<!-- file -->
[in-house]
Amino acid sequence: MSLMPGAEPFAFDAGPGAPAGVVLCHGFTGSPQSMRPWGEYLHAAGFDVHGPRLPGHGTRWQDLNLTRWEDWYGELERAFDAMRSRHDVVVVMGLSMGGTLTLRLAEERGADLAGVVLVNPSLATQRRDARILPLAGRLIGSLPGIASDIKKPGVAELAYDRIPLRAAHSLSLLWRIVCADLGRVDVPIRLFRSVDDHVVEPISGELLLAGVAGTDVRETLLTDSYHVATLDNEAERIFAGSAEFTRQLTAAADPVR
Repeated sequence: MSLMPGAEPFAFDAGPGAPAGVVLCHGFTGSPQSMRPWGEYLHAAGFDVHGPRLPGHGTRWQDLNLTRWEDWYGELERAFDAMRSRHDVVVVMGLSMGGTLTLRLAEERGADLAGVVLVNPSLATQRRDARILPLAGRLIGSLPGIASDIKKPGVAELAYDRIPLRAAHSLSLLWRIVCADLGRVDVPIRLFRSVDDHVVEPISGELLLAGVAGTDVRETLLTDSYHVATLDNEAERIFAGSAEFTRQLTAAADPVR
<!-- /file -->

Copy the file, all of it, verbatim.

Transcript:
[in-house]
Amino acid sequence: MSLMPGAEPFAFDAGPGAPAGVVLCHGFTGSPQSMRPWGEYLHAAGFDVHGPRLPGHGTRWQDLNLTRWEDWYGELERAFDAMRSRHDVVVVMGLSMGGTLTLRLAEERGADLAGVVLVNPSLATQRRDARILPLAGRLIGSLPGIASDIKKPGVAELAYDRIPLRAAHSLSLLWRIVCADLGRVDVPIRLFRSVDDHVVEPISGELLLAGVAGTDVRETLLTDSYHVATLDNEAERIFAGSAEFTRQLTAAADPVR
Repeated sequence: MSLMPGAEPFAFDAGPGAPAGVVLCHGFTGSPQSMRPWGEYLHAAGFDVHGPRLPGHGTRWQDLNLTRWEDWYGELERAFDAMRSRHDVVVVMGLSMGGTLTLRLAEERGADLAGVVLVNPSLATQRRDARILPLAGRLIGSLPGIASDIKKPGVAELAYDRIPLRAAHSLSLLWRIVCADLGRVDVPIRLFRSVDDHVVEPISGELLLAGVAGTDVRETLLTDSYHVATLDNEAERIFAGSAEFTRQLTAAADPVR